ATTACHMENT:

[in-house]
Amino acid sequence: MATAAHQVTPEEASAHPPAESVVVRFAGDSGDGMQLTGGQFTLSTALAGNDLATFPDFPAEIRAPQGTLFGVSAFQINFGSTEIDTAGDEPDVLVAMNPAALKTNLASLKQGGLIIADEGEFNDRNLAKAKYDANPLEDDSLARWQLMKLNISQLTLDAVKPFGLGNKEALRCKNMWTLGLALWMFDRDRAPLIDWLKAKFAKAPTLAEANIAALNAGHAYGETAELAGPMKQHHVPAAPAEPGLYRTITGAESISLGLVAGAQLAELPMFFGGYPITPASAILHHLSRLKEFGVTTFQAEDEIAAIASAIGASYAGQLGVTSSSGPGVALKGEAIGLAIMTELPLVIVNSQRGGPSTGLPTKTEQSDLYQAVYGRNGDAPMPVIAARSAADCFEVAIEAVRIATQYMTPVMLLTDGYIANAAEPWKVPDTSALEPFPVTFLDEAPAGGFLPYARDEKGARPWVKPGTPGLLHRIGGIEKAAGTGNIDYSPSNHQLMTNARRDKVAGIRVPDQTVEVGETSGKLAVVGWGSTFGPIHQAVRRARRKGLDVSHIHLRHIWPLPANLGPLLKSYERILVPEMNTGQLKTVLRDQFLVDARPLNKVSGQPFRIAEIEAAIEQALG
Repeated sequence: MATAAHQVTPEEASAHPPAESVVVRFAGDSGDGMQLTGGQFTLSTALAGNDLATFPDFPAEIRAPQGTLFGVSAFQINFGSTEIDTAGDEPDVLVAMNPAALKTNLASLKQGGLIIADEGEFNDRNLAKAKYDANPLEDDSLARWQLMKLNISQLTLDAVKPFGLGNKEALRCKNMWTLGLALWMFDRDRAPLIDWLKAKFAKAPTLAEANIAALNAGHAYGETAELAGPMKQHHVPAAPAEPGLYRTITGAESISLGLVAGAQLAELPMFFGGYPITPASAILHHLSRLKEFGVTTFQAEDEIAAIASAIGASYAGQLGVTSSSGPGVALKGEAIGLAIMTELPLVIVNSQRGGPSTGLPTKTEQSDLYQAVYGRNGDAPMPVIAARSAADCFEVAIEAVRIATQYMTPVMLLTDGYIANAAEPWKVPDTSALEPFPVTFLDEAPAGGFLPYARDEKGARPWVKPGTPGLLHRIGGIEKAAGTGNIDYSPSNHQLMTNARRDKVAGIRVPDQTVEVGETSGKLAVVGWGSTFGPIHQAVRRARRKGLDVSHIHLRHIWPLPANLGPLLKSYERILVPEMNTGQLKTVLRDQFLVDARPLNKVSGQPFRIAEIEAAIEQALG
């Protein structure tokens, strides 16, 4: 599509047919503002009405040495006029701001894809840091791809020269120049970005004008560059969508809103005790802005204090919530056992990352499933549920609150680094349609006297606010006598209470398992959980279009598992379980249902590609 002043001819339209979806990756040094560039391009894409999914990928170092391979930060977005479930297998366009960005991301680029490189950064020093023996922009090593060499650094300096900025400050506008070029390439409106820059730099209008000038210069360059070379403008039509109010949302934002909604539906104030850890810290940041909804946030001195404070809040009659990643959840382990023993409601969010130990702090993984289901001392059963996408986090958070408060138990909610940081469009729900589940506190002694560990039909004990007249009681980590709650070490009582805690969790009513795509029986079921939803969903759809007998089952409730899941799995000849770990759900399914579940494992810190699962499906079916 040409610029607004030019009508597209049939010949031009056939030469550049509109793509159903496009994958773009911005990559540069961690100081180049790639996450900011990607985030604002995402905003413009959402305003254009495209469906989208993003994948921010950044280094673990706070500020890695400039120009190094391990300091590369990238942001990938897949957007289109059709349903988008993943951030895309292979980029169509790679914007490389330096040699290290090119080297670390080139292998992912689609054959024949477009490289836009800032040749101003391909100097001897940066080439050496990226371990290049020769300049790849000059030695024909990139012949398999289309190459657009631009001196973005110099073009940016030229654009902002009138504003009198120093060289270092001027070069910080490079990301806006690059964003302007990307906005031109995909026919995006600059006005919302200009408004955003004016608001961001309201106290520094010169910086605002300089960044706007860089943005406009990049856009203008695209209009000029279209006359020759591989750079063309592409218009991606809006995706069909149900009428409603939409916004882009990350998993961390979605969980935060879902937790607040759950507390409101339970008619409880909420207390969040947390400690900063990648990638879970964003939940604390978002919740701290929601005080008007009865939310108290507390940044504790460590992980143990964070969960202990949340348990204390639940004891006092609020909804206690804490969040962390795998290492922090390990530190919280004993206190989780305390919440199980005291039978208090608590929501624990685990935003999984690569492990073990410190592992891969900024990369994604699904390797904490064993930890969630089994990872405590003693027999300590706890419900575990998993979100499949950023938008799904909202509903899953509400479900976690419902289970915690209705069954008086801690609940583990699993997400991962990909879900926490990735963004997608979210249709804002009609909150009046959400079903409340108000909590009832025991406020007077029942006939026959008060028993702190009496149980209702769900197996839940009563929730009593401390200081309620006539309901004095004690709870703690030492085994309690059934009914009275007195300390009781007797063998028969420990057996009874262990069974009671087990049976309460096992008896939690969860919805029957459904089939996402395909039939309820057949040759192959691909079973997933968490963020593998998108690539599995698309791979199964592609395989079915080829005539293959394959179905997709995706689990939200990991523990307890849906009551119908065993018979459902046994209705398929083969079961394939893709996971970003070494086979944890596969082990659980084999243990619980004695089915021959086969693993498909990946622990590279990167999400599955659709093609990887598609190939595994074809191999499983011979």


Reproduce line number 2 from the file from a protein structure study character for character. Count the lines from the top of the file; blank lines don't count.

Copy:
Amino acid sequence: MATAAHQVTPEEASAHPPAESVVVRFAGDSGDGMQLTGGQFTLSTALAGNDLATFPDFPAEIRAPQGTLFGVSAFQINFGSTEIDTAGDEPDVLVAMNPAALKTNLASLKQGGLIIADEGEFNDRNLAKAKYDANPLEDDSLARWQLMKLNISQLTLDAVKPFGLGNKEALRCKNMWTLGLALWMFDRDRAPLIDWLKAKFAKAPTLAEANIAALNAGHAYGETAELAGPMKQHHVPAAPAEPGLYRTITGAESISLGLVAGAQLAELPMFFGGYPITPASAILHHLSRLKEFGVTTFQAEDEIAAIASAIGASYAGQLGVTSSSGPGVALKGEAIGLAIMTELPLVIVNSQRGGPSTGLPTKTEQSDLYQAVYGRNGDAPMPVIAARSAADCFEVAIEAVRIATQYMTPVMLLTDGYIANAAEPWKVPDTSALEPFPVTFLDEAPAGGFLPYARDEKGARPWVKPGTPGLLHRIGGIEKAAGTGNIDYSPSNHQLMTNARRDKVAGIRVPDQTVEVGETSGKLAVVGWGSTFGPIHQAVRRARRKGLDVSHIHLRHIWPLPANLGPLLKSYERILVPEMNTGQLKTVLRDQFLVDARPLNKVSGQPFRIAEIEAAIEQALG